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HPV vaccine

  • Definition
    • The human papillomavirus (HPV) vaccine protects against infection by certain strains of HPV. Human papillomavirus can cause cervical cancer and genital warts.

      HPV has also been linked to other kinds of cancers, including vaginal, vulvar, penile, anal, mouth, and throat cancers.

  • Alternative Names
    • Vaccine - HPV; Immunization - HPV; Gardasil; HPV2; HPV4; Vaccine to prevent cervical cancer; Genital warts - HPV vaccine; Cervical dysplasia - HPV vaccine; Cervical cancer - HPV vaccine; Cancer of the cervix - HPV vaccine; Abnormal Pap smear - HPV vaccine; Vaccination - HPV vaccine

  • Information
    • HPV is a common virus that is spread through sexual contact. There are several types of HPV. Many types don't cause problems. Some types of HPV can lead to:

      • Cervical, vaginal, and vulvar cancer
      • Genital warts
      • Cancer of the penis
      • Cancer of the anus
      • Warts in the throat
      • Cancers of the mouth, tongue, and throat

      Two vaccines are approved by the Food and Drug Administration:

      • HPV4 (Gardasil)
      • HPV9 (Gardasil-9)

      Both vaccines protect against the types of HPV that cause most cases of cervical cancer. Other, less common types of HPV can also cause cervical cancer.

      These vaccines do not treat cervical cancer.


      Either Gardasil or Gardasil-9 is recommended for boys and girls 11 or 12 years old, or starting at 9 years old. The vaccine can be given to people up to 26 years old.

      Gardasil is given as a 3-dose series:

      • First dose: now
      • Second dose: 1 to 2 months after the first dose
      • Third dose: 6 months after the first dose

      Gardasil-9 is given as a 2-dose series to boys and girls 9 through 14 years old:

      • First dose: now
      • Second dose: 6 to 12 months after the first dose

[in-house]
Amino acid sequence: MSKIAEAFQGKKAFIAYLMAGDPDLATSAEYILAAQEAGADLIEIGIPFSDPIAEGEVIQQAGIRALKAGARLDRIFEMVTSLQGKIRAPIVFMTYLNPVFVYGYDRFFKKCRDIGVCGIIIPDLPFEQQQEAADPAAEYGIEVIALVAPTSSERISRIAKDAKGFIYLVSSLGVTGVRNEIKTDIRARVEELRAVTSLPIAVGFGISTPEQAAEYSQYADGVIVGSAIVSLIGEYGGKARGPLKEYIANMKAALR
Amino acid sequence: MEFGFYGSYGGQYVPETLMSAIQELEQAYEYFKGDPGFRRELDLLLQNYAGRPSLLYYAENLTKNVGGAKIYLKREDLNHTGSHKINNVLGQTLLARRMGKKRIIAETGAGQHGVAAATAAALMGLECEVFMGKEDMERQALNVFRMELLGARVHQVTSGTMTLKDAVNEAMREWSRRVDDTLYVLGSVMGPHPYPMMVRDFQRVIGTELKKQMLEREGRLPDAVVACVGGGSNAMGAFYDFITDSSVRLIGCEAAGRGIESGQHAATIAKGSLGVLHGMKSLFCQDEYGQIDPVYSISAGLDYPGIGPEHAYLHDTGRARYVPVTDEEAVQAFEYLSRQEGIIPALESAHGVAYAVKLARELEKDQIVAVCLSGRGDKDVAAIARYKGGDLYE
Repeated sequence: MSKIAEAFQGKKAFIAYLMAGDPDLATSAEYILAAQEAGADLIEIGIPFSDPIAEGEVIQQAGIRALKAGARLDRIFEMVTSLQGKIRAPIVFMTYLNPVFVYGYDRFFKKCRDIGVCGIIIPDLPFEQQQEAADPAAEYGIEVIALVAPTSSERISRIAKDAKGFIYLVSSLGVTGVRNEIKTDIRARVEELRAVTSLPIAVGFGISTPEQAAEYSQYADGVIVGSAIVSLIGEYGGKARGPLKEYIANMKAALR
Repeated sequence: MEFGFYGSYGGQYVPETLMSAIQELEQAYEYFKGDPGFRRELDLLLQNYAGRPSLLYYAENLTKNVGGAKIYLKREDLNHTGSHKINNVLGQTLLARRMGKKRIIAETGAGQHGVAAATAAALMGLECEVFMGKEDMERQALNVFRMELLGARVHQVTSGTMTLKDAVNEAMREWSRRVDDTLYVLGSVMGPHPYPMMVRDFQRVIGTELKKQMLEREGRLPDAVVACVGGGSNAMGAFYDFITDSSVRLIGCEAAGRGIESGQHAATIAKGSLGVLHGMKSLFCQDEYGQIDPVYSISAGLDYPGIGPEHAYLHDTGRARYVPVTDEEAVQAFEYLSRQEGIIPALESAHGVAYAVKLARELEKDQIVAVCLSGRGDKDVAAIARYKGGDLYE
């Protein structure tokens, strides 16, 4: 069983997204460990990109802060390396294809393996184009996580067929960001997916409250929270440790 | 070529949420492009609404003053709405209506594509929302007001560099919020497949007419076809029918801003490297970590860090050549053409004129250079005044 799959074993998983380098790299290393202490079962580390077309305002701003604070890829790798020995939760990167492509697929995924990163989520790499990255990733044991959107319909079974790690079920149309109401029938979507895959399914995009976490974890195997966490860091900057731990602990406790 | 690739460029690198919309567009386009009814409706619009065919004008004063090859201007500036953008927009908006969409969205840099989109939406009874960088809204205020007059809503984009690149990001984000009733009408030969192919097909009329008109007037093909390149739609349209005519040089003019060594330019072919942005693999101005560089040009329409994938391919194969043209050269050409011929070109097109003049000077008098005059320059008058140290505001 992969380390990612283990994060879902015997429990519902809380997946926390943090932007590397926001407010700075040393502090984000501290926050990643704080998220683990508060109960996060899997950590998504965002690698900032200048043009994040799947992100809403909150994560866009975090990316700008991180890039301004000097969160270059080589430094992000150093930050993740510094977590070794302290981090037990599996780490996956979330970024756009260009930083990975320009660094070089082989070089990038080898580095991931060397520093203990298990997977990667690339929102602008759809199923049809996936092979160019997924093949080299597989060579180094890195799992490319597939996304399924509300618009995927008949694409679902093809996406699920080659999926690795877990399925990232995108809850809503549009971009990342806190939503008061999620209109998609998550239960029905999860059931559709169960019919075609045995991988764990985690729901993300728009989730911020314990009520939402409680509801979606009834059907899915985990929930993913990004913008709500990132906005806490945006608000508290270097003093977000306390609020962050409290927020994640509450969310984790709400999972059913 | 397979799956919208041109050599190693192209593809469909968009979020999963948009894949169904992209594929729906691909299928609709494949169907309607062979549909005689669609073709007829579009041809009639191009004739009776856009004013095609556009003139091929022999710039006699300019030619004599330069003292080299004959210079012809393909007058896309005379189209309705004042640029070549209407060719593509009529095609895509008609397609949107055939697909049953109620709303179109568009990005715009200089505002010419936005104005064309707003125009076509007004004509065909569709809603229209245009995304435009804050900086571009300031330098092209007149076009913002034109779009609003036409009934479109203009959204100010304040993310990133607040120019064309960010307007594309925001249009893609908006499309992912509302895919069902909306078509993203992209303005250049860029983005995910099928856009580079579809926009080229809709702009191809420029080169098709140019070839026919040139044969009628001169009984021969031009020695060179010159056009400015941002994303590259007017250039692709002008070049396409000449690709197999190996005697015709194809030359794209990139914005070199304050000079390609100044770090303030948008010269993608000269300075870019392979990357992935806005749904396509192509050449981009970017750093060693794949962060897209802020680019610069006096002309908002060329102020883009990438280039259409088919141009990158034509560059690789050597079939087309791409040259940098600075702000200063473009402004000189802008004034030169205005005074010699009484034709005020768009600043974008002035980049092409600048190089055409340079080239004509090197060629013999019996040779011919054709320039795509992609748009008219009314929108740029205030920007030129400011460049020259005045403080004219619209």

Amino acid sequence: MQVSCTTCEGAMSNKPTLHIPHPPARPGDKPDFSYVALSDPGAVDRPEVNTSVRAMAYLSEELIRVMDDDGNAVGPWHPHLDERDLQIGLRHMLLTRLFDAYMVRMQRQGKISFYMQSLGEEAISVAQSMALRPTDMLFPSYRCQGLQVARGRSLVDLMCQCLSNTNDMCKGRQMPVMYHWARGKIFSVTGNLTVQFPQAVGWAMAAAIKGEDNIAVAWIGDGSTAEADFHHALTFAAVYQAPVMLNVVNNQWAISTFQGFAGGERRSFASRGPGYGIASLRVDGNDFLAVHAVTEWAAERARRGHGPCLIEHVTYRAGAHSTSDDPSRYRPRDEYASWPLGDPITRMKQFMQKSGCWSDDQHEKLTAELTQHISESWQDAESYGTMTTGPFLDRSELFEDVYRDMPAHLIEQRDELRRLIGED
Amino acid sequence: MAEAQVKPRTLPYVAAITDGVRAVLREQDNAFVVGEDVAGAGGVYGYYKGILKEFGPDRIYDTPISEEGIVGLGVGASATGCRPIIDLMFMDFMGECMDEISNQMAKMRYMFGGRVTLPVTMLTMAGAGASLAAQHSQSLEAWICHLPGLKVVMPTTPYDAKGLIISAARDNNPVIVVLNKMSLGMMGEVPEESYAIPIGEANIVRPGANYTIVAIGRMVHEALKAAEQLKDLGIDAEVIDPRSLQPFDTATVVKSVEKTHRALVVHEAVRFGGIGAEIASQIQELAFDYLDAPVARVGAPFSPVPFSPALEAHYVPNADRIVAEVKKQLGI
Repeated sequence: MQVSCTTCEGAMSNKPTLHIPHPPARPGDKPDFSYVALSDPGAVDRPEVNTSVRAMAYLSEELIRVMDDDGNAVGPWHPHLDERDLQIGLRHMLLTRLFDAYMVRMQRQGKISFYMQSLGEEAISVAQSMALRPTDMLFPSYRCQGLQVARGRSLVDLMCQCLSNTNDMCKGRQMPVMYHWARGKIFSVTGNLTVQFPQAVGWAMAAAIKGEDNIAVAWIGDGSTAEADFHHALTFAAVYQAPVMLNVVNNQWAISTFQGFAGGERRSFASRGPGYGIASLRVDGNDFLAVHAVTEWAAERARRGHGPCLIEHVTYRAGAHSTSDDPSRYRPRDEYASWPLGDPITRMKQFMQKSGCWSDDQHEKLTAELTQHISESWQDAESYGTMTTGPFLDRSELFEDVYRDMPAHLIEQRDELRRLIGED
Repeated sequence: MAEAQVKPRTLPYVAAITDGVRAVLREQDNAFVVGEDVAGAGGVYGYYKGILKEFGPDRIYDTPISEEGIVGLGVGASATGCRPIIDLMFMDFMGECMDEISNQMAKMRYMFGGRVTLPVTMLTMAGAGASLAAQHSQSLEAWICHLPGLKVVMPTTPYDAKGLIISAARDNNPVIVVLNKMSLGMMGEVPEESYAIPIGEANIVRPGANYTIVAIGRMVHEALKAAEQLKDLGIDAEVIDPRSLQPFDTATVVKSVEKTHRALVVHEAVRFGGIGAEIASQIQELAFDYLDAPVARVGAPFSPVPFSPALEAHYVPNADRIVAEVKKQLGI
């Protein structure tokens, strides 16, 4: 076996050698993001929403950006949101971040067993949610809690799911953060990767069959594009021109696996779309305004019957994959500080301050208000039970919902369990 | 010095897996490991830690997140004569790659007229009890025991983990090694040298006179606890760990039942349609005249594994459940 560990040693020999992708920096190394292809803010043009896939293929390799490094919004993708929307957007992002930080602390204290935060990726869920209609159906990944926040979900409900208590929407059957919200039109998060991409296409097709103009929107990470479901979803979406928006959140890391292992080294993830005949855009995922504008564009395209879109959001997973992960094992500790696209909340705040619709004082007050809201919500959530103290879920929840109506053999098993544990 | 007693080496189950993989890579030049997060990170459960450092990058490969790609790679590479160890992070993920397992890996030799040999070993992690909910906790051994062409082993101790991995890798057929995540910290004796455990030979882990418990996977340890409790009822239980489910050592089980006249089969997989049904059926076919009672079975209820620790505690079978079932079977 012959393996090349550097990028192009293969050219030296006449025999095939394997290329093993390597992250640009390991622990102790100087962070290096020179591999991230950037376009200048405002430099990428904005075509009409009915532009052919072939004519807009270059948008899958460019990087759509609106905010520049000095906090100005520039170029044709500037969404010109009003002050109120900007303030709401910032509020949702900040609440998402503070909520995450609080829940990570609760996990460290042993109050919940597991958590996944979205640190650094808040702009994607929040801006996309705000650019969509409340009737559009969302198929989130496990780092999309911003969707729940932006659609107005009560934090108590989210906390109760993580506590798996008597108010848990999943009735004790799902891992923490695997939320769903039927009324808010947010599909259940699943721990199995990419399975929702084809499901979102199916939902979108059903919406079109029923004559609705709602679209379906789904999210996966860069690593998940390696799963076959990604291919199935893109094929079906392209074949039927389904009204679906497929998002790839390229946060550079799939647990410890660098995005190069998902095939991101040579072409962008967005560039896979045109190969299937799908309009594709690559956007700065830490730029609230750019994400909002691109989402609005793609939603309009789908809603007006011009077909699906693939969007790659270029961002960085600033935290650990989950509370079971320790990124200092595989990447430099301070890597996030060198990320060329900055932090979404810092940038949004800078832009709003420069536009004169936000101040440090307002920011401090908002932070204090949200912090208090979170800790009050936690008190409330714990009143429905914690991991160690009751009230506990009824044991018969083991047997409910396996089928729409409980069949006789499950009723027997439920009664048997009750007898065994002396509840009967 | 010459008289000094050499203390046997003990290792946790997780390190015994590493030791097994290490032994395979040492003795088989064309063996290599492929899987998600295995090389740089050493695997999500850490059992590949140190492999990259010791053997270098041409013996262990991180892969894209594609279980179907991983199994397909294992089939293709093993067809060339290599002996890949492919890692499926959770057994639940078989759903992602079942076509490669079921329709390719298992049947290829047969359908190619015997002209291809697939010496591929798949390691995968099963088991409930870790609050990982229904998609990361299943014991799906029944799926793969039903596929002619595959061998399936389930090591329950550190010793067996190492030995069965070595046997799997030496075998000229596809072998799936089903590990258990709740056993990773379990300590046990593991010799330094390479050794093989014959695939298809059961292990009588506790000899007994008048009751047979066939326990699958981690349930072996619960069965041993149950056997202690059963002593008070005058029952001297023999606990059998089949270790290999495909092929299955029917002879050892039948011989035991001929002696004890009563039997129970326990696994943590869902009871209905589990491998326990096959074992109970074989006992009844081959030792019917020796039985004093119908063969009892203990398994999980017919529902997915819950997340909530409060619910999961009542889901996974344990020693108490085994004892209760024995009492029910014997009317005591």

• If vaccine is given at 15 years or older, 3 doses are recommended

      Pregnant women should not receive this vaccine. However, there have been no problems found in women who received the vaccine during pregnancy, before they knew they were pregnant.


      The most common side effects are fainting, dizziness, nausea, headache, and skin reactions at the site where the shot was given.


      The HPV vaccine does not protect against all types of HPV that can lead to cervical cancer. Girls and women should still receive regular screening (Pap test) to look for precancerous changes and early signs of cervical cancer.

      The HPV vaccine does not protect against other infections that can be spread during sexual contact.

      Talk to your provider if:

      • You are not sure whether you or your child should receive the HPV vaccine
      • You or your child develops complications or severe symptoms after getting an HPV vaccine
      • You have other questions or concerns about the HPV vaccine
  • References
    • American College of Obstetricians and Gynecologists. Committee opinion No. 641: human papillomavirus vaccination. Obstet Gynecol. 2015;126(3):e38-e43. PMID: 26287792

      CDC recommends only two HPV shots for younger adolescents [press release]. Atlanta, GA: Centers for Disease Control and Prevention Media Relations; October 19, 2016. Accessed December 7, 2016.

      Committee on Infectious Diseases. Policy Statement: HPV vaccine recommendations. Pediatrics. 2012;129(3):602-605. PMID: 22371460

      Kim DK, Bridges CB, Harriman KH; Advisory Committee on Immunization Practices (ACIP). Advisory committee on immunization practices recommended immunization schedule for adults aged 19 years or older: United States, 2016. Ann Intern Med. 2016;164(3):184-194. PMID: 26829913

      Robinson CL; Advisory Committee on Immunization Practices (ACIP), ACIP Child/Adolescent Immunization Work Group. Advisory committee on immunization practices recommended immunization schedules for persons aged 0 through 18 years -- United States, 2016. MMWR Morb Mortal Wkly Rep. 2016;65(4):86-87. PMID: 26845283